WASHINGTON (Reuters) - The Washington Monument, long a symbol of the U.S. capital, reopened on Monday to speeches, songs and fanfare after being closed for almost three years to repair earthquake damage.
The 555-foot-high (170-meter) marble and granite obelisk, the tallest stone structure in the world, was praised by speakers at a reopening ceremony as an enduring symbol of U.S. freedoms and principles.
U.S. Interior Secretary Sally Jewell and billionaire philanthropist David Rubenstein, who paid for half of the estimated $15 million in repairs, were among the dignitaries who wielded oversized scissors to cut a ribbon at the event.
"And the Washington Monument is now reopened!" NBC's "Today Show" weatherman and master of ceremonies Al Roker told an applauding crowd of several hundred people on the monument grounds.
The monument, the tallest structure in Washington, suffered cracks, loosened stones and lost mortar when it was whipsawed by a 5.8-magnitude earthquake in August 2011.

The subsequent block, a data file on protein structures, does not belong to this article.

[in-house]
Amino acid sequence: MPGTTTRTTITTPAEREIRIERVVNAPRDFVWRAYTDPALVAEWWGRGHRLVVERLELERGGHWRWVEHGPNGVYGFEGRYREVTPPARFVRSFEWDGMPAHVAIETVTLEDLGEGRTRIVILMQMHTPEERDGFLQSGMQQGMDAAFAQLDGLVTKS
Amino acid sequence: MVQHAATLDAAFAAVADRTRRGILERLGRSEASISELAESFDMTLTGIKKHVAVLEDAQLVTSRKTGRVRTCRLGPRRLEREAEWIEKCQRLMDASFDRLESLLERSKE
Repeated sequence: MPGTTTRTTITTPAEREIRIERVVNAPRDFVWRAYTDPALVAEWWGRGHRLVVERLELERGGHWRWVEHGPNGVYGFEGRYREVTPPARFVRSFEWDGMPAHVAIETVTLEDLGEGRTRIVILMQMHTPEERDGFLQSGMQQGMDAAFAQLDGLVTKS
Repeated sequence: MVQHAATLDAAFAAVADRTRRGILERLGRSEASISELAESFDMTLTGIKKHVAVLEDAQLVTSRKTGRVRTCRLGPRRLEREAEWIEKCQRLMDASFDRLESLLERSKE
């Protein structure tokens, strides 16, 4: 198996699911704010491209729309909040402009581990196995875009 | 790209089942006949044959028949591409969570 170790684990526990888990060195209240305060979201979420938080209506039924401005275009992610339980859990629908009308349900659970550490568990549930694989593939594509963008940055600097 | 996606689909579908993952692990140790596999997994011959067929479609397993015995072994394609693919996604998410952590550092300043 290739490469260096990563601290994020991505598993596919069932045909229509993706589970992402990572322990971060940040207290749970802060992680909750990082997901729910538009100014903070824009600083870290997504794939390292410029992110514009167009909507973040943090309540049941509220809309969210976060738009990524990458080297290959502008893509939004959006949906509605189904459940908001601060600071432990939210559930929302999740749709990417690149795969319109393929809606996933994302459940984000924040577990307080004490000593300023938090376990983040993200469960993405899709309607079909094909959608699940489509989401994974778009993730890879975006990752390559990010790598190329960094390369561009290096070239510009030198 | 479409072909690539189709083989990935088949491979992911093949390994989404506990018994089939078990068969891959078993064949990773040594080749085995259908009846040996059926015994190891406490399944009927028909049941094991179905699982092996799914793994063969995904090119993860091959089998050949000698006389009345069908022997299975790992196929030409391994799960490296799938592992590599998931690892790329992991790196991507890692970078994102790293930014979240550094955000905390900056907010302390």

The temblor sent terrified tourists fleeing from the observation deck 500 feet up, and opened cracks so wide that light shined through.
After engineers rappelled from the top of the monument to inspect the damage up close, the structure was shrouded in scaffolding for months as workers carried out repairs.
The job included 665 feet of crack repairs, almost three miles of repointing mortar joints, hundreds of mortar patches and 52 metal anchors to secure the obelisk.
Public tours of the monument to George Washington, the first U.S. president, resumed after the ceremony. People started to line up for tickets at 1:30 a.m. EDT (0530 GMT) and 600 tickets were snapped up in the hour after the 8:30 a.m. opening, a National Park Service spokesman said.
The hour-long reopening ceremony included "American Idol," winner Candice Glover singing "America the Beautiful," the Army's Old Guard Fife and Drum Corps, the Navy Band and a children's choir performing "My Country 'Tis of Thee."
Craig Rosfjord, 38, a tourist from Eagle Lake, Minnesota, said he was surprised the line was not longer when he went to get tickets for himself and his three sons.
"This is working out very well. This is kind of the chance of a lifetime for our family," he said.
The monument was completed in 1884 and draws about 600,000 visitors a year.
Reporting by Ian Simpson; editing by G Crosse and Barbara Goldberg